Investigators seek to examine intranasal insulin for treatment of type 1 diabetes on the heels of groundbreaking research using similar treatments for Alzheimer’s disease
New York, May 3, 2018 – JDRF, the leading global organization funding type 1 diabetes (T1D) research, announces the awarding of a research grant to International Diabetes Center (IDC) in Minneapolis. The two-year $525,000 grant will be used to fund the study of intranasal insulin use by individuals with long-standing T1D who have significantly impaired ability to sense low blood sugar, medically referred to as hypoglycemia unawareness.
“Over time, people with T1D who experience frequent hypoglycemia develop an impaired ability to sense the symptoms and often miss the initial warning signs that can help save them from severe medical episodes,” explains Marlon Pragnell, Ph.D., JDRF associate director of research. “This study delves into an innovative approach to administering insulin that can potentially be a significant help to the community. The results will help determine whether this method of delivering insulin is safe and effective at helping patients to better recognize and respond when they are hypoglycemic.”
Led by IDC Medical Director Anders L. Carlson, M.D., the study will be carried out as a two-phase pilot to determine if administering insulin through the nose directly to the brain via the olfactory nerves can restore or improve cognition of hypoglycemic symptoms. Dr. Carlson and IDC will partner with HealthPartners Institute’s Center for Memory & Aging, where researchers are pioneering the use of intranasal drug delivery as a way to directly administer insulin to the brain in the treatment of Alzheimer’s disease.
“It’s very exciting to think of using insulin in this new way, which has not been studied before in type 1 diabetes,” said Dr. Carlson. “This will help answer bigger questions about the brain function of people during periods of hypoglycemia. That is a major question that remains unsolved.”
Distinct from an earlier JDRF-funded clinical study using Afrezza – the inhaled insulin for improved glucose control – which is now in the market for the treatment of all insulin-requiring diabetes, this IDC study aims to address a significant limitation afflicting the T1D community and will further advance research toward the goal of finding a cure for T1D. This is the first study JDRF is funding for intranasal insulin. The use of intranasal insulin treatments is not intended to replace traditional insulin therapies, nor expected to change blood glucose levels.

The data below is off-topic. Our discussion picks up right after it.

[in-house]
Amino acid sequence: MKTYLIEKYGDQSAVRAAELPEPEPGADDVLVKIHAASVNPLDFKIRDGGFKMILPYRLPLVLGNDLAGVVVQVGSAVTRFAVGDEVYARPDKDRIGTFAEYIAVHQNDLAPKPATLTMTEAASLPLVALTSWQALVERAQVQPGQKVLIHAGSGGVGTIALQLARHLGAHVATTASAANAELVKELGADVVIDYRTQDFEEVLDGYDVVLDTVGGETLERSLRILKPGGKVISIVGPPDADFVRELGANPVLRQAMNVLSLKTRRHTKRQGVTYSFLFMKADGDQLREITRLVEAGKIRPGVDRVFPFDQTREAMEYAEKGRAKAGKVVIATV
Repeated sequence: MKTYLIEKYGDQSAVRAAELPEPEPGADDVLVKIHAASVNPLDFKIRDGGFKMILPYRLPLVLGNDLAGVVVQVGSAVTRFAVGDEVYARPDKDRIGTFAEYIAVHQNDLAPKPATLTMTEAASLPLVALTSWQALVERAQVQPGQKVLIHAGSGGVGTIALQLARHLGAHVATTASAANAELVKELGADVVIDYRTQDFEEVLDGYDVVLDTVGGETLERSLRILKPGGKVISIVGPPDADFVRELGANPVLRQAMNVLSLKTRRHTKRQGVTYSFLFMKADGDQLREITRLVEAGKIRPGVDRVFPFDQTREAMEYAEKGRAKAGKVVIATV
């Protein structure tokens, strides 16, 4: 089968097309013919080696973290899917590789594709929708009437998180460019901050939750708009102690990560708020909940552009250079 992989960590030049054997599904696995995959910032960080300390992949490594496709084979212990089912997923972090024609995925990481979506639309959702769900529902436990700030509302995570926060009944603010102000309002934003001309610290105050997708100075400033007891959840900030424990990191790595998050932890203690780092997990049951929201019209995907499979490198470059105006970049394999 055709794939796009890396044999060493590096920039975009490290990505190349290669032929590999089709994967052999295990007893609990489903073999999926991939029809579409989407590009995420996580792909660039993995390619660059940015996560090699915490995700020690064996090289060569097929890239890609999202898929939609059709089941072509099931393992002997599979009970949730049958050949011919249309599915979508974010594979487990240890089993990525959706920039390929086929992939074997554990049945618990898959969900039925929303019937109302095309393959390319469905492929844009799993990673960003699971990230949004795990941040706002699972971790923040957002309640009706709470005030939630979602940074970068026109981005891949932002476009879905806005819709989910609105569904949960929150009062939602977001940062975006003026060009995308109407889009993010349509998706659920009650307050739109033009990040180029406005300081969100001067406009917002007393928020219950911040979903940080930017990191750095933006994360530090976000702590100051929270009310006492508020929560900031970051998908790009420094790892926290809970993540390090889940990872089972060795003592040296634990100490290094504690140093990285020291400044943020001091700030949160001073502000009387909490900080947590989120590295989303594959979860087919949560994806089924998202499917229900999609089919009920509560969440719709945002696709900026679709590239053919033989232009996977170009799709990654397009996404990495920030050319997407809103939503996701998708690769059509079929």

Type 1 diabetes (T1D) is an autoimmune disease in which a person’s pancreas stops producing insulin, a hormone that enables people to get energy from food. It occurs when the body’s immune system attacks and destroys the insulin-producing cells in the pancreas, called beta cells. While its causes are not yet entirely understood, scientists believe that both genetic factors and environmental triggers are involved. Its onset has nothing to do with diet or lifestyle. There is nothing you can do to prevent T1D, and—at present—nothing you can do to get rid of it.
JDRF is the leading global organization funding type 1 diabetes (T1D) research. Our mission is to accelerate life-changing breakthroughs to cure, prevent and treat T1D and its complications. To accomplish this, JDRF has invested more than $2 billion in research funding since our inception. We are an organization built on a grassroots model of people connecting in their local communities, collaborating regionally for efficiency and broader fundraising impact, and uniting on a national stage to pool resources, passion, and energy. We collaborate with academic institutions, policymakers, and corporate and industry partners to develop and deliver a pipeline of innovative therapies to people living with T1D. Our staff and volunteers throughout the United States and our six international affiliates are dedicated to advocacy, community engagement and our vision of a world without T1D. For more information, please visit jdrf.org or follow us on Twitter: @JDRF
About International Diabetes Center
Founded in 1967, International Diabetes Center (IDC) provides world-class diabetes care, education, publications and research that meet the needs of people with diabetes and their families. It includes more than 80 health care professionals involved in research and education, along with the collaboration of professionals across HealthPartners to ensure patients receive the best possible diabetes care. IDC is part of HealthPartners Institute, which is part of HealthPartners, the largest consumer-governed, non-profit health care organization in the nation. For more information, visit www.internationaldiabetescenter.com.
Ayana Young, 212-859-7895
Kristen Spargo, 612-816-7916